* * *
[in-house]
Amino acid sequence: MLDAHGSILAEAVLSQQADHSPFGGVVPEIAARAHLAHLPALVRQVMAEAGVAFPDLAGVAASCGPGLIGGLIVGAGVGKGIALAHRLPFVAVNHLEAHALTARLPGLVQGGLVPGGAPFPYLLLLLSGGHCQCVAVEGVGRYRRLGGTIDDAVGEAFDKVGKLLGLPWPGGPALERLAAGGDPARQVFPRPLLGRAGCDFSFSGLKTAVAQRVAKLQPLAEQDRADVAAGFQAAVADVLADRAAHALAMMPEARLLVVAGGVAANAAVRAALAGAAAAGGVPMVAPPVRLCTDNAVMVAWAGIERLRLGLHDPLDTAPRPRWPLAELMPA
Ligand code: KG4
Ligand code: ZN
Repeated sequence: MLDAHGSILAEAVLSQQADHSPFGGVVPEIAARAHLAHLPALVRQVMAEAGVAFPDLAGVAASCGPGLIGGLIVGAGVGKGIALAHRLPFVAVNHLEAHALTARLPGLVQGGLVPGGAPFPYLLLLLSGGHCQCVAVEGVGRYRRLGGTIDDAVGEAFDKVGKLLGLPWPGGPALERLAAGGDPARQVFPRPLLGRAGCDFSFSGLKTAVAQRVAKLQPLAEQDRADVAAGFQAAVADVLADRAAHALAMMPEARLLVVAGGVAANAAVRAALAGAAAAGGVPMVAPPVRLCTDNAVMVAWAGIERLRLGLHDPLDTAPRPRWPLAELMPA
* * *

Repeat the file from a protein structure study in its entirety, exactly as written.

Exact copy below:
[in-house]
Amino acid sequence: MLDAHGSILAEAVLSQQADHSPFGGVVPEIAARAHLAHLPALVRQVMAEAGVAFPDLAGVAASCGPGLIGGLIVGAGVGKGIALAHRLPFVAVNHLEAHALTARLPGLVQGGLVPGGAPFPYLLLLLSGGHCQCVAVEGVGRYRRLGGTIDDAVGEAFDKVGKLLGLPWPGGPALERLAAGGDPARQVFPRPLLGRAGCDFSFSGLKTAVAQRVAKLQPLAEQDRADVAAGFQAAVADVLADRAAHALAMMPEARLLVVAGGVAANAAVRAALAGAAAAGGVPMVAPPVRLCTDNAVMVAWAGIERLRLGLHDPLDTAPRPRWPLAELMPA
Ligand code: KG4
Ligand code: ZN
Repeated sequence: MLDAHGSILAEAVLSQQADHSPFGGVVPEIAARAHLAHLPALVRQVMAEAGVAFPDLAGVAASCGPGLIGGLIVGAGVGKGIALAHRLPFVAVNHLEAHALTARLPGLVQGGLVPGGAPFPYLLLLLSGGHCQCVAVEGVGRYRRLGGTIDDAVGEAFDKVGKLLGLPWPGGPALERLAAGGDPARQVFPRPLLGRAGCDFSFSGLKTAVAQRVAKLQPLAEQDRADVAAGFQAAVADVLADRAAHALAMMPEARLLVVAGGVAANAAVRAALAGAAAAGGVPMVAPPVRLCTDNAVMVAWAGIERLRLGLHDPLDTAPRPRWPLAELMPA